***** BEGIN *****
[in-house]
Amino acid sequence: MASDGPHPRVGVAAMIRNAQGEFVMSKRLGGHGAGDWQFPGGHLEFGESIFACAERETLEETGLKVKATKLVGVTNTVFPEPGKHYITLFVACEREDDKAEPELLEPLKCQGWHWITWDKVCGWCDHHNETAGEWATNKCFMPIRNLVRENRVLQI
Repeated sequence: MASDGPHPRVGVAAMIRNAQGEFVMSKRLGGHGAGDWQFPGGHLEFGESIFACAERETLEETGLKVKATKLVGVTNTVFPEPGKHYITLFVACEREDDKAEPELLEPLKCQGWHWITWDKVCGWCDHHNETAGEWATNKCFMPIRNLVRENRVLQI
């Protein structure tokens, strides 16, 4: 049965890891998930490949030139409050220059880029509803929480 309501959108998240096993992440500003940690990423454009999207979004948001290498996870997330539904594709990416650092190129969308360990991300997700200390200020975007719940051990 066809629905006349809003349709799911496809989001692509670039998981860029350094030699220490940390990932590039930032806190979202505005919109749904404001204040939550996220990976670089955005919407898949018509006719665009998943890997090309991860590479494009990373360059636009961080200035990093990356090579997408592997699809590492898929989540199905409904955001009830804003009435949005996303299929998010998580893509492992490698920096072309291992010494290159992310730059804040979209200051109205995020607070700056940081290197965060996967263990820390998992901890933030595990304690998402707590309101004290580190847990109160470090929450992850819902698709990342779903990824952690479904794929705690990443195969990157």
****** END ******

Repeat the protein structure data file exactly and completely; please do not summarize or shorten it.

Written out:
[in-house]
Amino acid sequence: MASDGPHPRVGVAAMIRNAQGEFVMSKRLGGHGAGDWQFPGGHLEFGESIFACAERETLEETGLKVKATKLVGVTNTVFPEPGKHYITLFVACEREDDKAEPELLEPLKCQGWHWITWDKVCGWCDHHNETAGEWATNKCFMPIRNLVRENRVLQI
Repeated sequence: MASDGPHPRVGVAAMIRNAQGEFVMSKRLGGHGAGDWQFPGGHLEFGESIFACAERETLEETGLKVKATKLVGVTNTVFPEPGKHYITLFVACEREDDKAEPELLEPLKCQGWHWITWDKVCGWCDHHNETAGEWATNKCFMPIRNLVRENRVLQI
């Protein structure tokens, strides 16, 4: 049965890891998930490949030139409050220059880029509803929480 309501959108998240096993992440500003940690990423454009999207979004948001290498996870997330539904594709990416650092190129969308360990991300997700200390200020975007719940051990 066809629905006349809003349709799911496809989001692509670039998981860029350094030699220490940390990932590039930032806190979202505005919109749904404001204040939550996220990976670089955005919407898949018509006719665009998943890997090309991860590479494009990373360059636009961080200035990093990356090579997408592997699809590492898929989540199905409904955001009830804003009435949005996303299929998010998580893509492992490698920096072309291992010494290159992310730059804040979209200051109205995020607070700056940081290197965060996967263990820390998992901890933030595990304690998402707590309101004290580190847990109160470090929450992850819902698709990342779903990824952690479904794929705690990443195969990157």